We've arrived at the final coffee table post. The previous posts can be found here
This time there are more non-button items here! There are rocks and shells (collected from Brighton and the Natural History Museum shop), photos of strangers, a minimalistic wood Madonna sculpted by my grandfather (he was incredible with his puukko), and a huge key that used to open the workshop where the men of my paternal side of family worked when their business was still small. The big faceted black glass buttons were most likely on a fur coat once - I'm glad the buttons were saved, the fur I wouldn't have worn anyway.
Mother of pearl buttons have always been among my favourites. These big ones, like the black faceted ones, are from my maternal side of family, early first half of 20th century I'd guess, if not older. Four have shanks, the one with four holes has a more detailed engraved pattern.
Sometimes my grandmother would use the Swedish word pärlemor for mother of pearl, and it took me ages to understand what it meant as I hadn't studied any Swedish when I first heard the word and I'm not sure if I even realised she was using a foreign word as it wasn't all that common of her to do so. The Finnish word helmiäinen has nothing to do with mothers, just pearls, and the word helmi bears no resemblance to the words pearl or pärla. I'm simplifying a lot here, but Finnish is a relatively young language (in its written form especially) and for a long time many words were loan words, so one keeps running into half-Swedish/English/German words in old postcards and writings, and some linguistic detective work is required to decipher the meaning.
This embroidered silk handkerchief is disintegrating quite severely, but it still has Saima's initials. I've had this for a long, long time - I don't really know why it was originally given to me, but probably to make dresses for dollhouse dolls. I'm glad I knew not to cut this up back then.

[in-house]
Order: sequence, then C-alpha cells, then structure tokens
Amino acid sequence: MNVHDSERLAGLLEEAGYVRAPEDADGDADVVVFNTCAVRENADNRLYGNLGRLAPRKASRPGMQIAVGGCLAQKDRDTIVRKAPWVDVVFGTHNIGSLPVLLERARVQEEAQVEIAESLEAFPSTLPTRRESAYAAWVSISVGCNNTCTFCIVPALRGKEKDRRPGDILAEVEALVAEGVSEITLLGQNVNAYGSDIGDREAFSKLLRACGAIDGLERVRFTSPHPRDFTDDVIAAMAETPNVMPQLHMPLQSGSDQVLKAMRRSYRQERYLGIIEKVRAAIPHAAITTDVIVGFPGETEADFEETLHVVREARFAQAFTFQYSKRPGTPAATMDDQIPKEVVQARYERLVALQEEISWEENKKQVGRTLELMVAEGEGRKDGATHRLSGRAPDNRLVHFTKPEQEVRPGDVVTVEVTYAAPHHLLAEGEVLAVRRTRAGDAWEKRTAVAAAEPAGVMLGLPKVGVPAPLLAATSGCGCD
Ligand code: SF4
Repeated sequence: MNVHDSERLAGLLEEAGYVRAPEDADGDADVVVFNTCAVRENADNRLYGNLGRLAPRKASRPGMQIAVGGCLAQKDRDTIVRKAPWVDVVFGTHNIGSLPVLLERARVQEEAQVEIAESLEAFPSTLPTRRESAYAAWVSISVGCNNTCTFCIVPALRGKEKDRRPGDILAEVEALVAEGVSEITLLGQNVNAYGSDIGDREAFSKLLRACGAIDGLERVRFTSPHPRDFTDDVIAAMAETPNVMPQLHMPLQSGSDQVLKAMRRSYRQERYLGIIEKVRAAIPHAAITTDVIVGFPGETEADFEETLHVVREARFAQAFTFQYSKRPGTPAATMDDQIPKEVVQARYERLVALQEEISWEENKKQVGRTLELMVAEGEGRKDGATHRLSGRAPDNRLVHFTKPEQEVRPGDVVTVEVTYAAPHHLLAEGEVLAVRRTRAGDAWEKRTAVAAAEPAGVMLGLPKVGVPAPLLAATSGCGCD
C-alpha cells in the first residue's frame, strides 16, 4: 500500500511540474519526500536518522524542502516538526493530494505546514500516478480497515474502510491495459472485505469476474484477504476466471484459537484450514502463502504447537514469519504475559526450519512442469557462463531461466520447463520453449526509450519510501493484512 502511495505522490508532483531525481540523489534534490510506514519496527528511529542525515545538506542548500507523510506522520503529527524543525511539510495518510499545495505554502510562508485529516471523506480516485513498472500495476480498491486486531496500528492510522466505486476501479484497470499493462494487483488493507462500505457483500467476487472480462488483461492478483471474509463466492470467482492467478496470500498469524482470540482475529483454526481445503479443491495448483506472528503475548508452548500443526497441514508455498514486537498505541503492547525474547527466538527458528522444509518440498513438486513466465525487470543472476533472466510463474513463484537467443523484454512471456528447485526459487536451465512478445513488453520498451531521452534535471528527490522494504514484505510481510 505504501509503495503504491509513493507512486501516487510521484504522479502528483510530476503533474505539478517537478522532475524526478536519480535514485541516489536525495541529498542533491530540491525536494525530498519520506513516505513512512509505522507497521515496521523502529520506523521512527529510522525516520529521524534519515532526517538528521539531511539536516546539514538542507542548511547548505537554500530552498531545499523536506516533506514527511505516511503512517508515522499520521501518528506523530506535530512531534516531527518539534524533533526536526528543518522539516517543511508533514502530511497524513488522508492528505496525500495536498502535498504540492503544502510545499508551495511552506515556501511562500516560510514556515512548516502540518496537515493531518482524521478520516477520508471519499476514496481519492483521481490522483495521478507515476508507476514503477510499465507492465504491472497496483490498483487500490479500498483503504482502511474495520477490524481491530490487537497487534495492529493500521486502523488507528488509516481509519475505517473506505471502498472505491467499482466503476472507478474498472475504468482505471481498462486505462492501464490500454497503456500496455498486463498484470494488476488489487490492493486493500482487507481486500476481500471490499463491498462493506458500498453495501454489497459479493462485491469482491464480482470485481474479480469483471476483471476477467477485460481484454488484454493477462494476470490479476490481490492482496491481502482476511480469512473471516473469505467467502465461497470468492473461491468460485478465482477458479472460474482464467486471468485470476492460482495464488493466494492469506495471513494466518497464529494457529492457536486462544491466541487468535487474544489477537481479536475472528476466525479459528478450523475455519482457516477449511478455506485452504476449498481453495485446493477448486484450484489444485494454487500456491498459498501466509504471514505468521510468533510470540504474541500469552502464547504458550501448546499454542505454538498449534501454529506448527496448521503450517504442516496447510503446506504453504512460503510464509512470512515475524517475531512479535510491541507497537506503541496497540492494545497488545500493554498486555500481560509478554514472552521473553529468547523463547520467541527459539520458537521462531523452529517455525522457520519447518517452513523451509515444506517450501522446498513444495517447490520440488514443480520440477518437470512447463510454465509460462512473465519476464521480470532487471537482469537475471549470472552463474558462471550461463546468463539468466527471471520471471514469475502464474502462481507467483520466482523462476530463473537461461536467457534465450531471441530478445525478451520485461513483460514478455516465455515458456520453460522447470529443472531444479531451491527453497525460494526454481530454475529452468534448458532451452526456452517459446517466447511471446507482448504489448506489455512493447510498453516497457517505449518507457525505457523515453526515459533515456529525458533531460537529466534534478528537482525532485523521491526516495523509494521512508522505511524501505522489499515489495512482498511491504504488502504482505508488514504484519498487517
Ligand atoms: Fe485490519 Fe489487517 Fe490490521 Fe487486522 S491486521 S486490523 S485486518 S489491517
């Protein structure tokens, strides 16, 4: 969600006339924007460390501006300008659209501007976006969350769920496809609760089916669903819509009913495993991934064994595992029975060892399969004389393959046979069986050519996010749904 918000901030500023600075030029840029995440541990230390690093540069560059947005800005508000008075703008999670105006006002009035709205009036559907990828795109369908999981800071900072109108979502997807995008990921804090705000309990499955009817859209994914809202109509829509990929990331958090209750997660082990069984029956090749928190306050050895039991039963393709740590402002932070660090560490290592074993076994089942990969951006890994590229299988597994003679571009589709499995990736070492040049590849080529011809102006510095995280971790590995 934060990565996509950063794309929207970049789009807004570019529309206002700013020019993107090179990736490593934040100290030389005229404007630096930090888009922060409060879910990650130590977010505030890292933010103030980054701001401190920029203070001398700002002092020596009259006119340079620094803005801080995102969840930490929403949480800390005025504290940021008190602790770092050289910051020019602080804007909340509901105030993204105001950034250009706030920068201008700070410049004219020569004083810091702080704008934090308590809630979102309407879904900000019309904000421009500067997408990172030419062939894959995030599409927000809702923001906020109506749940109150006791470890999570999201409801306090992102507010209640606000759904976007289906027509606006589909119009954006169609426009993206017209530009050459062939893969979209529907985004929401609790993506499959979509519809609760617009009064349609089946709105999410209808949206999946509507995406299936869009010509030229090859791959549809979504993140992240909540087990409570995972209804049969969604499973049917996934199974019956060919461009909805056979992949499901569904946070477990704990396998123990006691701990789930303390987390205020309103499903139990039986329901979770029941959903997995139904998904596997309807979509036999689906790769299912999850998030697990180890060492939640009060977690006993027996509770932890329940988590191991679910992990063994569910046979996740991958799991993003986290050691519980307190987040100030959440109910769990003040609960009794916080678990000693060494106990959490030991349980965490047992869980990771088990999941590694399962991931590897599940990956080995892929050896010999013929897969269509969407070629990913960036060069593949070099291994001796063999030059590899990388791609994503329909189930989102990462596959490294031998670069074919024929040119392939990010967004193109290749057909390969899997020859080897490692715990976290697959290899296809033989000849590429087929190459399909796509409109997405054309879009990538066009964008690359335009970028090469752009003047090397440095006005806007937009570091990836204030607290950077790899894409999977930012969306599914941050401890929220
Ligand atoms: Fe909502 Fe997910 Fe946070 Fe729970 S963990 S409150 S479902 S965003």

The thread is something I've rescued from London in exchange for a little money. Those labels are just too irresistible, and all things are simply better in miniature!
I don't know what this brass ruler is meant for, but it was just too darling to be left behind when I spotted it at Spitalfields Antique Market. Old tools are one of my weaknesses.
Rescuing worthless things is another one. This little pen and long ago dried up bottle of gold ink used to reside in my mother's cellar sewing room. She had a small plastic drawer unit where her sewing threads were stored (sorted by colour, naturally), and in one of the drawers were these even though the ink had dried up a long ago, and this was also long ago. For me it was The Treasure Drawer among all the other treasure drawers.
Nowadays my mother sews in the room that used to be mine and not so much in the cellar anymore, and her threads are much more numerous and stored super professionally. She has always approved of my collecting habits, even when they were silly (how many popsicle sticks is enough, really?), probably because she's incurable herself. Inspired by this series of mine, she also blogged about her own accumulations and shared a plethora of pincushions. I expect there will be more accumulations to follow in her blog as well as mine.
Remember my grandfather's rock and sand collection? This fossil was also his, and it's gorgeous. I somehow think this used to lay on a window sill near the phone at my grandparents' house, but my memory is sometimes quite imaginative, so I don't really count on it anymore. I don't know a thing about fossils, so I don't know what this should be called or even what type it is. Do you? I know my readers have a massive communal knowledge of all kinds of curious things, so maybe this is one of those things you can help me solve!